Written by Tara Siegel Barnard, the column discusses some research that challenges the conventional wisdom on retirement fund allocation.
Most planners suggest that the younger the client, the higher the allocation to equities. Stocks historically have offered higher total returns, but are also more volatile than bonds. A younger investor is presumed to have a longer time horizon, and therefore more capable of being patient.
Some have even gone so far as to suggest the simple heuristic of subtracting your age from 100 to figure out the optimal allocation to stocks (e.g. if you are 40 years old, you should have 60% in stocks: 100 - 40 = 60).
The problem with this approach is that for someone beginning retirement, and drawing funds from their accounts, a significant downturn in the market during the early years of retirement can either significantly reduce available funds, or worse yet, increase the possibility of depleting retirement assets altogether.
For example, say you are planning to take 4% of your retirement account for annual expenses. A bear market like 2008 could decimate your plans, and accelerate the pace of future withdrawals to the detriment of the health of your account in your later years.
A different approach may be in order.
According to a paper titled "Reducing Retirement Risk with a Rising Equity Glidepath" authored by Wade Pfau and Michael Kitces, the more appropriate approach would be to emphasize fixed income securities during the early years of retirement, then gradually increase allocation to stocks in the later years.
Here's an excerpt from their paper:
We find, surprisingly, that rising equity portfolio glidepaths in retirement - where the portfolio starts out conservative and becomes more aggressive through the retirement time horizon - have the potential to actually reduce the probability of failure and the magnitude of failure for client portfolios. The result may appear counterintuitive from the traditional perspective, which is that equity exposure should decrease throughout retirement as the retiree's time horizon (and life expectancy) shrinks and mortality looms. Yet the conclusion is actually entirely logical when viewed from the perspective of what scenarios cause a client's retirement to "fail" in the first place.*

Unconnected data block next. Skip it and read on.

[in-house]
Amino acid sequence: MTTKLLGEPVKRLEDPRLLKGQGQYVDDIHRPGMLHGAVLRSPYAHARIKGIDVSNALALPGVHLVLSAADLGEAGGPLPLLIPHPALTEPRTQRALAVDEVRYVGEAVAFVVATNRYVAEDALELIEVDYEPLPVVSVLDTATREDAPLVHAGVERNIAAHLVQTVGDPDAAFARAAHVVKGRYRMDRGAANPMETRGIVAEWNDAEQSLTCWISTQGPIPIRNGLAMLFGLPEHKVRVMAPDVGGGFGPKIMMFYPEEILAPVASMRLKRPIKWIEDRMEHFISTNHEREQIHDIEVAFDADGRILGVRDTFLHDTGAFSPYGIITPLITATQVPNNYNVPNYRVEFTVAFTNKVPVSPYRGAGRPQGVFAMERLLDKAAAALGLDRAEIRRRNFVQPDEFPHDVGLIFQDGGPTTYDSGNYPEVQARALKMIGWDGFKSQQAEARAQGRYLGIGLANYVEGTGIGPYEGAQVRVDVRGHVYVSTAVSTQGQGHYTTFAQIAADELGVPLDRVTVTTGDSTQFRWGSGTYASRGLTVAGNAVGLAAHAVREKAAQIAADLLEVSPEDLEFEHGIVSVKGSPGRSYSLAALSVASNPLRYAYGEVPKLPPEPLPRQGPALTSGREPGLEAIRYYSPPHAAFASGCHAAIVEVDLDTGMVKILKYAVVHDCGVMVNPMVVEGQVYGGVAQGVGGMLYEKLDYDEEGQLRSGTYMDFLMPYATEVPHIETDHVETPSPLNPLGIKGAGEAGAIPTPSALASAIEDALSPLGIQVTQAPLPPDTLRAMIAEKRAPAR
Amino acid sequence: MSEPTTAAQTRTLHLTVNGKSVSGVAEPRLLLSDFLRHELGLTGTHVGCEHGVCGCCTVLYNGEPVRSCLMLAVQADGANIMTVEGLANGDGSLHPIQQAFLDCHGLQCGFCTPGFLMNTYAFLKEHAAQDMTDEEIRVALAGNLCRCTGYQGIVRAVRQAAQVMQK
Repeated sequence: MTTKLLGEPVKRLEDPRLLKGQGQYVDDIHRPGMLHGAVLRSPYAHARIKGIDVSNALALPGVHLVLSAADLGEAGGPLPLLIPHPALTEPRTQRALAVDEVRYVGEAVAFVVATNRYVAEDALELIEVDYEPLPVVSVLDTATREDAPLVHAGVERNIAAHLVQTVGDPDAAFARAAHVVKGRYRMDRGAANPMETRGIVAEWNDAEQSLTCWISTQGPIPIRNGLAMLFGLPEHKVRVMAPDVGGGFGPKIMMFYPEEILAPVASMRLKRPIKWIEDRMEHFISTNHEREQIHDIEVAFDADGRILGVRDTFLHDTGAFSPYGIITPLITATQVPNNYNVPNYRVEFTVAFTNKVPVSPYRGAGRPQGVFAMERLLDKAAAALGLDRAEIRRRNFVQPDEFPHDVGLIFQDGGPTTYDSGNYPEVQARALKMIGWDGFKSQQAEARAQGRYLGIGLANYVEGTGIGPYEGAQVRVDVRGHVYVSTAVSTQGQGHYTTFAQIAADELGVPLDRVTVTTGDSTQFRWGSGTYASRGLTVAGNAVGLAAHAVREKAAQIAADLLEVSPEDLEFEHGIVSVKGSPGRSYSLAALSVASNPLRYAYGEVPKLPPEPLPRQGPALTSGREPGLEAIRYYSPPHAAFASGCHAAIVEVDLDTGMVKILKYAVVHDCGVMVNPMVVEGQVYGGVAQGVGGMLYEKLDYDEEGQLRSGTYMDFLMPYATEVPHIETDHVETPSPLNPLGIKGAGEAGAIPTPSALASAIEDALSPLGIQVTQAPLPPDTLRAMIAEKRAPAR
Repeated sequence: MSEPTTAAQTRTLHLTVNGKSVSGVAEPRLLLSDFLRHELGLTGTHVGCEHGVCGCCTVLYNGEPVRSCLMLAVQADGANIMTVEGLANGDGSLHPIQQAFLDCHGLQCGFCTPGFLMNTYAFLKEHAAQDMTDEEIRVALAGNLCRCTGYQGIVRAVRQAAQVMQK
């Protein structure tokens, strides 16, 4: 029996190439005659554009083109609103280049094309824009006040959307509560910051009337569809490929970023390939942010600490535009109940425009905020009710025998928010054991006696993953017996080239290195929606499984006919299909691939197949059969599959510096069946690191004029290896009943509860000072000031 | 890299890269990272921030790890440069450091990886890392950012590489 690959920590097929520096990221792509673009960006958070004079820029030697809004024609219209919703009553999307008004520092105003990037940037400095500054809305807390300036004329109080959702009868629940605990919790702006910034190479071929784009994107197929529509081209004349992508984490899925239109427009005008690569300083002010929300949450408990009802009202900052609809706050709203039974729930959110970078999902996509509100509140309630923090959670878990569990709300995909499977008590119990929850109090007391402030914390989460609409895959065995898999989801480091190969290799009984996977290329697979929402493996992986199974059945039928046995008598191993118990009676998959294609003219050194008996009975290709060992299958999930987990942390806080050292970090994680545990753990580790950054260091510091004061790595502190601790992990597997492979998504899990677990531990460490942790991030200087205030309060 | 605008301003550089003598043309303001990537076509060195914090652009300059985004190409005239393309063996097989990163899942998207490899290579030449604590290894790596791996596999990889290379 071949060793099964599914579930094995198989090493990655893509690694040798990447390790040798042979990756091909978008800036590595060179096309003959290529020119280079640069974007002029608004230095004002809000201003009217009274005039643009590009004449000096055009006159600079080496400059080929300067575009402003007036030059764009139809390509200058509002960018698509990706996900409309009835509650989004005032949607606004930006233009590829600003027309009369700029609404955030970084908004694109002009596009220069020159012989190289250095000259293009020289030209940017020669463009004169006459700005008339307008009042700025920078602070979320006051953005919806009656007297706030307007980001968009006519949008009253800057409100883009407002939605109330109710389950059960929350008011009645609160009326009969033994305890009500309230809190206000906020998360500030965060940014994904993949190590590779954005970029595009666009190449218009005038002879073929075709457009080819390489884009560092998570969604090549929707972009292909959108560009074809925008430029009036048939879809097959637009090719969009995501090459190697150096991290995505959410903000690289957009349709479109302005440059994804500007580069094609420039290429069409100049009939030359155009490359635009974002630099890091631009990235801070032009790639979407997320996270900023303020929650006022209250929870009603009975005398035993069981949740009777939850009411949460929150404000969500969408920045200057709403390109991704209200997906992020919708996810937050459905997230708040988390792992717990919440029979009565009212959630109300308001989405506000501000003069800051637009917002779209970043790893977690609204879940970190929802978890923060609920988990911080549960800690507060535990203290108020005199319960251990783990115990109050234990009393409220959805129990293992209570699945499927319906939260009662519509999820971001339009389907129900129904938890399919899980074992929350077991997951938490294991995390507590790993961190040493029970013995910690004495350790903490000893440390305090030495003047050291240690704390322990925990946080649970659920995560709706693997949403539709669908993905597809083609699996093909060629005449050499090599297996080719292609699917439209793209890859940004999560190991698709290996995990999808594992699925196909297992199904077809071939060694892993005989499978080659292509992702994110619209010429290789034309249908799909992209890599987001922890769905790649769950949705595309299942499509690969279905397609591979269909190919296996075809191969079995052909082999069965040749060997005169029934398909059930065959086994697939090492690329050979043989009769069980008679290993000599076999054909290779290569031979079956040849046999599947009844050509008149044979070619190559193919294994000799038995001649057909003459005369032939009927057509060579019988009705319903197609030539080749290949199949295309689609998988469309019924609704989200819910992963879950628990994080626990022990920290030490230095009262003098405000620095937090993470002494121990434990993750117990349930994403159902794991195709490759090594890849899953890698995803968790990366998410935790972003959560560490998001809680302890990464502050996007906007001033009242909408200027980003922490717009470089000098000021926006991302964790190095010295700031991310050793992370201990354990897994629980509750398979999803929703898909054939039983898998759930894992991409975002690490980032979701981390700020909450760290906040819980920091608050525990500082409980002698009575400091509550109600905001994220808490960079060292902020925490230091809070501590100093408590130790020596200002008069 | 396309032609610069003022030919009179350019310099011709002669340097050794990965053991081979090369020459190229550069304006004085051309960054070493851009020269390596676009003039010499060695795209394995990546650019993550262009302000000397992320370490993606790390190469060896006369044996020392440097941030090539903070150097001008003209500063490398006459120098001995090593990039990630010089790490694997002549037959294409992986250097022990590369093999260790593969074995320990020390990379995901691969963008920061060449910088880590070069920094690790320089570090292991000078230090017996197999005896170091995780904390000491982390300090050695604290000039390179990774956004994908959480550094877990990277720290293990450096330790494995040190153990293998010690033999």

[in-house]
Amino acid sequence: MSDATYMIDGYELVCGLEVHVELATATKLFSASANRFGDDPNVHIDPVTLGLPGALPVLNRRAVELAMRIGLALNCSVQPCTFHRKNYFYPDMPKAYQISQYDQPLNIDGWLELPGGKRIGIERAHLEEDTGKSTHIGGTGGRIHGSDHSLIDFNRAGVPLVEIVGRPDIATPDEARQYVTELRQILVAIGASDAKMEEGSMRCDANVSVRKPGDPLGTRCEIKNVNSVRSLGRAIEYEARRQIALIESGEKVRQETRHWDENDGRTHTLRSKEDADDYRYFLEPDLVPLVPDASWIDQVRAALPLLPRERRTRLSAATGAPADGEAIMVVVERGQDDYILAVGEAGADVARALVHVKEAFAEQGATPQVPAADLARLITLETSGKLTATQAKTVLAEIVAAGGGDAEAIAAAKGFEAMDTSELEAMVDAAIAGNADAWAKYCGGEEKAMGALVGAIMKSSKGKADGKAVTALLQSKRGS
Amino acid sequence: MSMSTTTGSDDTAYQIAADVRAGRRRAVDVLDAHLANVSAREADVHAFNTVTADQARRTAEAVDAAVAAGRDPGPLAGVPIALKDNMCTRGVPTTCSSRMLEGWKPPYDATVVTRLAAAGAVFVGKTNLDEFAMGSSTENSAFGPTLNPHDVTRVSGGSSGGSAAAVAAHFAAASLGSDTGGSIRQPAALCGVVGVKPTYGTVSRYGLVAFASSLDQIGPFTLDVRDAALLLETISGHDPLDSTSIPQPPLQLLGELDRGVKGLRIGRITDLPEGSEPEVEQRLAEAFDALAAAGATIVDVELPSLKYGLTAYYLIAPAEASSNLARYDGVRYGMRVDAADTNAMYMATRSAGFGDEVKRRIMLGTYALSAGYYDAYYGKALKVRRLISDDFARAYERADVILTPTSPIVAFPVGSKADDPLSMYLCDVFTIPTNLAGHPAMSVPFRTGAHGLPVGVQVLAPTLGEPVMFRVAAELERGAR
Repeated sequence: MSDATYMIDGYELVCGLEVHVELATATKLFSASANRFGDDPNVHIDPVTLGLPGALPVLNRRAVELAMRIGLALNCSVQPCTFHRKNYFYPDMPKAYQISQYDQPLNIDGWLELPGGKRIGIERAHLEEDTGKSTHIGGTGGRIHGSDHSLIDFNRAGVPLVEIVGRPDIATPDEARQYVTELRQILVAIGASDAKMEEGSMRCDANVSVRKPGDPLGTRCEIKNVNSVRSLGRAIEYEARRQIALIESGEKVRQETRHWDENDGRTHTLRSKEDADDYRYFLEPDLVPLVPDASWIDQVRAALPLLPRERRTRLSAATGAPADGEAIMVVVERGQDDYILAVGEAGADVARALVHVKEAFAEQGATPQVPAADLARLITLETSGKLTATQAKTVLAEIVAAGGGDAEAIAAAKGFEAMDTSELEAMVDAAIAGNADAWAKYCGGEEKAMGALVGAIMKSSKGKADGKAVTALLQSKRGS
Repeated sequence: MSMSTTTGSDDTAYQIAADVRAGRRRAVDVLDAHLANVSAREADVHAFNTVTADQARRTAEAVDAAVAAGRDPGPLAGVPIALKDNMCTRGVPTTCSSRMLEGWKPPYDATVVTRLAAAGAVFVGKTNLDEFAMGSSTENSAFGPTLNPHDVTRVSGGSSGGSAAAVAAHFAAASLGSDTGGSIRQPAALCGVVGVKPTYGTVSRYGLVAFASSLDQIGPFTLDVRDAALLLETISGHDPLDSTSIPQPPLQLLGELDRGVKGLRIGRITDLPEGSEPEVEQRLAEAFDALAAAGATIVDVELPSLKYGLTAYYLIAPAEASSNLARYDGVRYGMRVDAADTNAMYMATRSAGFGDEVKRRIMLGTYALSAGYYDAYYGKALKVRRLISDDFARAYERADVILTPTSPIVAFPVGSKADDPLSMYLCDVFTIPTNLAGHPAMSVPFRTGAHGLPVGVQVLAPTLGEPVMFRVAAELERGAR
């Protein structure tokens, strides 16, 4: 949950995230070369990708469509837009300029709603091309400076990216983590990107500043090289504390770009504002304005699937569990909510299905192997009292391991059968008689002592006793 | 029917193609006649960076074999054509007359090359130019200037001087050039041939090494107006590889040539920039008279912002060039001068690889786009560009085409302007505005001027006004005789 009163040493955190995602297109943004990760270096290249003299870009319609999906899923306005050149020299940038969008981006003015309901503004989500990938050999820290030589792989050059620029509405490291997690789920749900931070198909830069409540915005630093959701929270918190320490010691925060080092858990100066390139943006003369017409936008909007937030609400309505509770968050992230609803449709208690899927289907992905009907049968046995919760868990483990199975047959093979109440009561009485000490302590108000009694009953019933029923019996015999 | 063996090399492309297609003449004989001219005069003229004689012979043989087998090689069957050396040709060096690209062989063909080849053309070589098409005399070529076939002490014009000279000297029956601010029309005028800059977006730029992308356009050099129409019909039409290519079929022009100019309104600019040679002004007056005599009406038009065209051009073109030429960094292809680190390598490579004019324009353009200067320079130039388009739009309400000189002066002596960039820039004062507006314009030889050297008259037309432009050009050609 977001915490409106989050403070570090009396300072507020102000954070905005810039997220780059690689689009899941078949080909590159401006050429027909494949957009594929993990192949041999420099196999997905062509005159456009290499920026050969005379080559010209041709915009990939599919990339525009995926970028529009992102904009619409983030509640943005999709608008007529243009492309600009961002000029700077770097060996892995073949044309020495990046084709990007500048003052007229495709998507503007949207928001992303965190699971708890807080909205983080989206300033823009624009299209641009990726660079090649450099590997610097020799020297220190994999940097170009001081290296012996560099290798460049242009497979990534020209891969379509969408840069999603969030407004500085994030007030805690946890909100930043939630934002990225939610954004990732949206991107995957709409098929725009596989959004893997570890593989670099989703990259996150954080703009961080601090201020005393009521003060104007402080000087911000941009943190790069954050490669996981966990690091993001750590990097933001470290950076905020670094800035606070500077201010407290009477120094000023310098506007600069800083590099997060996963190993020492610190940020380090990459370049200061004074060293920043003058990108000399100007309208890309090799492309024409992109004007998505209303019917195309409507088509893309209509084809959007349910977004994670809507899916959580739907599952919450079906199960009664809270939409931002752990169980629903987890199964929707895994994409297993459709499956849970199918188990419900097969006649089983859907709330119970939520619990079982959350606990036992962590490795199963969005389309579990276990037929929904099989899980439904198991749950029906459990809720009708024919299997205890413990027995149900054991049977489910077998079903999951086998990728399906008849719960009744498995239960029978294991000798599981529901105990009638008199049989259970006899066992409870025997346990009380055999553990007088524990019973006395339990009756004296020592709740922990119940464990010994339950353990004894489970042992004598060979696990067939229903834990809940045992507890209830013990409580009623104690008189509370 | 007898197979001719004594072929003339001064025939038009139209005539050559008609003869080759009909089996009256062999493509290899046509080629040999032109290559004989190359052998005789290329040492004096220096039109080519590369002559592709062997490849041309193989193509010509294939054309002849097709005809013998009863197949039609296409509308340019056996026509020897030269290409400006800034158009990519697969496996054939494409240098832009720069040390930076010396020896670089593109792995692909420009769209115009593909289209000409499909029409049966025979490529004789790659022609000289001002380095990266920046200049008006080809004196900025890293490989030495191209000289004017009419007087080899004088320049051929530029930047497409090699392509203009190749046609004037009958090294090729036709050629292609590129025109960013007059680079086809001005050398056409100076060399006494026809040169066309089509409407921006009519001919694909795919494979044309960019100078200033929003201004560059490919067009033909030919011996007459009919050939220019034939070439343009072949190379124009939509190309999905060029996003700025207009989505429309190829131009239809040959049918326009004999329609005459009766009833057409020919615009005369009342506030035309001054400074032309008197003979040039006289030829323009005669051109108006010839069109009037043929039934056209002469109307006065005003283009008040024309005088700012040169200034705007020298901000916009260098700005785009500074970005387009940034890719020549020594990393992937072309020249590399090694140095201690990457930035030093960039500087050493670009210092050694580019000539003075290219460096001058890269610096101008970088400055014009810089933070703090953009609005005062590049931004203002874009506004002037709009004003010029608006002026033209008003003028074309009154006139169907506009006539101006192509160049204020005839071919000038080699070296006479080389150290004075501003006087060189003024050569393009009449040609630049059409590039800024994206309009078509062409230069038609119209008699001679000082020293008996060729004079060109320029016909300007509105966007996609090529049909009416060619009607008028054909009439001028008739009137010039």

Ms. Siegel Barnard talked to the authors, and here's some additional perspective:
The approach outlined in the study is essentially the opposite of the traditional advice, which suggests keeping a steady mix of stock and bond funds throughout retirement or slowly lowering the amount of stocks. In fact, more than half of target-date funds for people nearing or in retirement continue to reduce stock positions over time, according to Morningstar.
Portfolios that started with about 20 to 40 percent in stocks at retirement, and then gradually increased to about 50 or 60 percent, lasted longer than those with static mixes or those that shed stocks over time, according to the study. (The average target-date retirement fund for people in and near retirement holds about 48.3 percent in stocks, according to Morningstar.)
This sort of approach makes logical sense because retirees are most vulnerable in the early years of their retirement. Why? If you experience a bear market shortly after you stop working, you need to make withdrawals when the portfolio is down. You’re selling at the worst possible time.
But if the market performs poorly later, say in the second half of retirement, the damage to the portfolio is far less severe because the money had several decent years first. In other words, the sequence of your returns matters, especially in retirement. “If you have a bad sequence of returns early in retirement, you would have a lower stock allocation when you are most vulnerable to losses,” Mr. Pfau said, referring to their approach.
I have had the chance to read the paper, but I want to spend more time with some of the data that the authors present.
Still, at first review, I like their suggestions.
* Pfau, Wade D. and Kitces, Michael E., Reducing Retirement Risk with a Rising Equity Glide-Path (September 12, 2013). Available at SSRN: http://ssrn.com/abstract=2324930